Peter Plagens started it in this month's Art in America, then Kriston Capps from Grammar.Police picked it up and passed it on to Paddy Johnson of Art Fag City (and Jen Bekman, Jeffry Cudlin, Global Warming Your Cold Heart, Hungry Hyaena, Modern Kicks, and Arthur Whitman), who then passed it on to me (as well as artist Martin Bromirski of http://www.anaba.blogspot.comAnaba, editor of ArtCal Zine Bosko Blagojevic, MTAA, James Wagner and Barry Hoggard of bloggy). 'It' is a series of questions posed to a few art bloggers on the differences between art writing in blog form and other forms of art journalism. And while not all the questions are relevant to Rhizome's blog practice, in the interest of keeping it going, I thought I'd take a stab at answering at least a few of them.
What's the purpose of your blog?
In contrast to some of the other blogs that have responded to these questions, Rhizome, is at its very base, a non-profit organization. Which, in this case, means it has institutional support, members, and staff, all of whom give the organization and--by extension--this blog a strong sense of purpose. Namely, to highlight exhibitions, activities, and artists either directly or in some cases peripherally involved in the field of media art, and to be a sort of 'community amplifier' for both pioneering internet artists and emerging media artists that comprise the Rhizome community. Aside from this, I personally think what most sets Rhizome's blog apart from other contemporary art blogs is that it is located within its own history as an active and international platform for art and debate. It has a built-in audience that has for years both presented and critiqued work in the same platform. So, in short, the 'purpose' is to present new work and events, and foster dialogue, both within Rhizome's own historical context and a broader history of art (and technology).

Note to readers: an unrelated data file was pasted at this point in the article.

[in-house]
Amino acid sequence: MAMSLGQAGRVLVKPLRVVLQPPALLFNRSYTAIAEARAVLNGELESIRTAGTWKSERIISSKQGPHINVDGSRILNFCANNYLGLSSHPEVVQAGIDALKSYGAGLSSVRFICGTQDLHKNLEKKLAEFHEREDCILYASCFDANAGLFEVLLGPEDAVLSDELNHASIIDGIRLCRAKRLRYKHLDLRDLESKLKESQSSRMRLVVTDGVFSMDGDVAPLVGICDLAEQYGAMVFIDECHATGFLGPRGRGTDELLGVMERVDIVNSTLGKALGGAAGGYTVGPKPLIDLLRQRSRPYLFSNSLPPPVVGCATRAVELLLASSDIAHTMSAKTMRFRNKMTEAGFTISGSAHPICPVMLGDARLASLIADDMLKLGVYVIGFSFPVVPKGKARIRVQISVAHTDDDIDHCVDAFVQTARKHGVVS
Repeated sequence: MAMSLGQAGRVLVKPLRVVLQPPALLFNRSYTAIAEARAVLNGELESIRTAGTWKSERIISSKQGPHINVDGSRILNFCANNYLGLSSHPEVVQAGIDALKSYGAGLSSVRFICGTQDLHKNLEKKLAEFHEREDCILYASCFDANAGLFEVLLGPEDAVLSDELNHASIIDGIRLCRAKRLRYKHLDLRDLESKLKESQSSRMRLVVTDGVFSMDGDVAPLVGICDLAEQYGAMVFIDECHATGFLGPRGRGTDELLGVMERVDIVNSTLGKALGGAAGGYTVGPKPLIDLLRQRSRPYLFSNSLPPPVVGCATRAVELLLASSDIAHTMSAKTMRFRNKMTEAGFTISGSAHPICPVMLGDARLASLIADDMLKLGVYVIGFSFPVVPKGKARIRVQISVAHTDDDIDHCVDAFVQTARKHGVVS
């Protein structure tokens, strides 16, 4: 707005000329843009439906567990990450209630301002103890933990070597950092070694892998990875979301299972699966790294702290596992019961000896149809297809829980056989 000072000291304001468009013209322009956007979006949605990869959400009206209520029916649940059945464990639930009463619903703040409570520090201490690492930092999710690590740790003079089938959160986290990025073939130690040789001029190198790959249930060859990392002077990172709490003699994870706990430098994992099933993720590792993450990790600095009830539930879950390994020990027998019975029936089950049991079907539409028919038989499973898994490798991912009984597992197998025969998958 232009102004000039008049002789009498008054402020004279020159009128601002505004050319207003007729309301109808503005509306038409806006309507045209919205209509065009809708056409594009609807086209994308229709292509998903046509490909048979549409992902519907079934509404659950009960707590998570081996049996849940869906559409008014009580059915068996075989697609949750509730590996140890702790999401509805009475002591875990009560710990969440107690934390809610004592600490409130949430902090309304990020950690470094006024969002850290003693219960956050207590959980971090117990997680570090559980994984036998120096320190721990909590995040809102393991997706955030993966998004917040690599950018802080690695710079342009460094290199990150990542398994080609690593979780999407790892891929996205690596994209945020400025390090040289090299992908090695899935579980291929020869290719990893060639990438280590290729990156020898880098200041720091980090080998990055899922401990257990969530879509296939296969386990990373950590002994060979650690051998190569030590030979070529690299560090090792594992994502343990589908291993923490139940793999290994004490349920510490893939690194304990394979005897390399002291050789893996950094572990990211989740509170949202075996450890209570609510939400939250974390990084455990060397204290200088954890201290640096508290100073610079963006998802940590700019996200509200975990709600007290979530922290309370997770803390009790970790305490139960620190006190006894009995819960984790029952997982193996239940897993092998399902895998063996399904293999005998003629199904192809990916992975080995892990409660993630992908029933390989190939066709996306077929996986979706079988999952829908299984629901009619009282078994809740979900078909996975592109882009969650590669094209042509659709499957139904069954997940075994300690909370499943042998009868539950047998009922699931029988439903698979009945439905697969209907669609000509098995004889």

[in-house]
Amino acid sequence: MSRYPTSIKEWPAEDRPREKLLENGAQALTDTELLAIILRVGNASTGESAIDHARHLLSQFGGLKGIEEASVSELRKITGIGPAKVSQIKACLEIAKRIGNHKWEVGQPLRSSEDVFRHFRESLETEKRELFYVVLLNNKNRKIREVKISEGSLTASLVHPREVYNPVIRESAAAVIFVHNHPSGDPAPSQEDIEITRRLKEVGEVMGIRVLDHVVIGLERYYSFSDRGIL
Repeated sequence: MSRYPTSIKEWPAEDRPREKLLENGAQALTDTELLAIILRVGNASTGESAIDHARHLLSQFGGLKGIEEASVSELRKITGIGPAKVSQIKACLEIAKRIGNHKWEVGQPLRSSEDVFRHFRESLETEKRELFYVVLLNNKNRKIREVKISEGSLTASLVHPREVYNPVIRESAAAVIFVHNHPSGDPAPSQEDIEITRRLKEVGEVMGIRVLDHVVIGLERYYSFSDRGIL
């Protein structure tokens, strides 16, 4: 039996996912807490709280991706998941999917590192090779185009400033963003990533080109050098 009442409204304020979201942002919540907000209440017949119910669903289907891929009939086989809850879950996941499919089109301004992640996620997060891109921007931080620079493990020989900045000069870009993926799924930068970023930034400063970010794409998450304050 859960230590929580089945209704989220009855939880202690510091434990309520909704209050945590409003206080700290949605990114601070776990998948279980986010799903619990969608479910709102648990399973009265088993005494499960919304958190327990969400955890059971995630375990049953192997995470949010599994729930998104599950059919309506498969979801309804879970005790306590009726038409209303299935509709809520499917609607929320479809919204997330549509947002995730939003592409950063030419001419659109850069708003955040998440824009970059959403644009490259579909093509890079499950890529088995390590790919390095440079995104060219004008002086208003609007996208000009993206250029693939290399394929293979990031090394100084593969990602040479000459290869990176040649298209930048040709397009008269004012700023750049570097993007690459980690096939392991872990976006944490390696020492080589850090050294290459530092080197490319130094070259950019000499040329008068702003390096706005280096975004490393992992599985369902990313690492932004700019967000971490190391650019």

What scope and degree of editorial control do you exercise over your blog?
As a writer I am conscious of the fact that I am writing as a representative of Rhizome. That said, I think that my views and opinions are usually in keeping with Rhizome's editorial vision. Marisa Olson, who is the site's editor (as well as curator), is a writer herself and so is very sensitive to her writer's voices (and egos) and allows us to have an individual voice within the organization. In this way though (as a space with an editor, staff writers, and the aforementioned institutional mandate), I think Rhizome's blog functions much more like traditional print media than some of these other art blogs.
What about posting comments from readers, and what about anonymity?
Given that Rhizome was born out of a heady and utopian ideal of community involvement and collective engagement, enabling comments and discussion is a huge priority. In regards to anonymity, Rhizome's artist constituents have, since its inception, subverted and played with the structure. If this means allowing anonymous posts (with a creative intent) then I think Rhizome has to allow for any and all forms of artistic expression. Although the very young blog hasn't generated too much discussion thus far, I really think this is its strength and could become one of its most vital aspects.
Do blogs help correct the geographical bias in print art criticism, i.e., the tendency to think that most of the important stuff happens in New York or Los Angeles, and the difficulty of art outside those places to get national attention?
New media art, unlike a lot contemporary art, has never been particularly located in a specific geography and I think the blog continues to reflect that. Although, as new media art is expanding into the gallery space at an increasing rate (and many of these galleries are in major art centers), a lot of what we cover on Rhizome takes place in the same medium that I'm using to write about it--the web. This is obviously a particular advantage of Rhizome's scope because not only can you view the work in the same frame as you view the commentary, but you can also link back to experience other works in an artist's oeuvre.